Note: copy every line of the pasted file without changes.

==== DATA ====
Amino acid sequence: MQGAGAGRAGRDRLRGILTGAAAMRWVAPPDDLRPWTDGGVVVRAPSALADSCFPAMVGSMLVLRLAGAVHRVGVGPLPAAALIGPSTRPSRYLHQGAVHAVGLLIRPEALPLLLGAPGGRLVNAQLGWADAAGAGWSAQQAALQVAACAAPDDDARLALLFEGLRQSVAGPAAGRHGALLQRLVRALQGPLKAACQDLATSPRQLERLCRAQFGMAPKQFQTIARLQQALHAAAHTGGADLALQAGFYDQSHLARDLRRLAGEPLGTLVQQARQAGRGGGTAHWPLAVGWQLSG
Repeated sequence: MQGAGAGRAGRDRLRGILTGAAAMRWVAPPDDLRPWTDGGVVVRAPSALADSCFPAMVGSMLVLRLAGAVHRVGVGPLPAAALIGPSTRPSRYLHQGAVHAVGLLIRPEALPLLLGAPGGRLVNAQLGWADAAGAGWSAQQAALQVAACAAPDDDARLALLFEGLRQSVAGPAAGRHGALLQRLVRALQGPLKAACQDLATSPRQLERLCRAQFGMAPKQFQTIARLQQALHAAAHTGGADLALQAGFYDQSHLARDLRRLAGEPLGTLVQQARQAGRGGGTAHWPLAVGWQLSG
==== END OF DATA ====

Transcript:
Amino acid sequence: MQGAGAGRAGRDRLRGILTGAAAMRWVAPPDDLRPWTDGGVVVRAPSALADSCFPAMVGSMLVLRLAGAVHRVGVGPLPAAALIGPSTRPSRYLHQGAVHAVGLLIRPEALPLLLGAPGGRLVNAQLGWADAAGAGWSAQQAALQVAACAAPDDDARLALLFEGLRQSVAGPAAGRHGALLQRLVRALQGPLKAACQDLATSPRQLERLCRAQFGMAPKQFQTIARLQQALHAAAHTGGADLALQAGFYDQSHLARDLRRLAGEPLGTLVQQARQAGRGGGTAHWPLAVGWQLSG
Repeated sequence: MQGAGAGRAGRDRLRGILTGAAAMRWVAPPDDLRPWTDGGVVVRAPSALADSCFPAMVGSMLVLRLAGAVHRVGVGPLPAAALIGPSTRPSRYLHQGAVHAVGLLIRPEALPLLLGAPGGRLVNAQLGWADAAGAGWSAQQAALQVAACAAPDDDARLALLFEGLRQSVAGPAAGRHGALLQRLVRALQGPLKAACQDLATSPRQLERLCRAQFGMAPKQFQTIARLQQALHAAAHTGGADLALQAGFYDQSHLARDLRRLAGEPLGTLVQQARQAGRGGGTAHWPLAVGWQLSG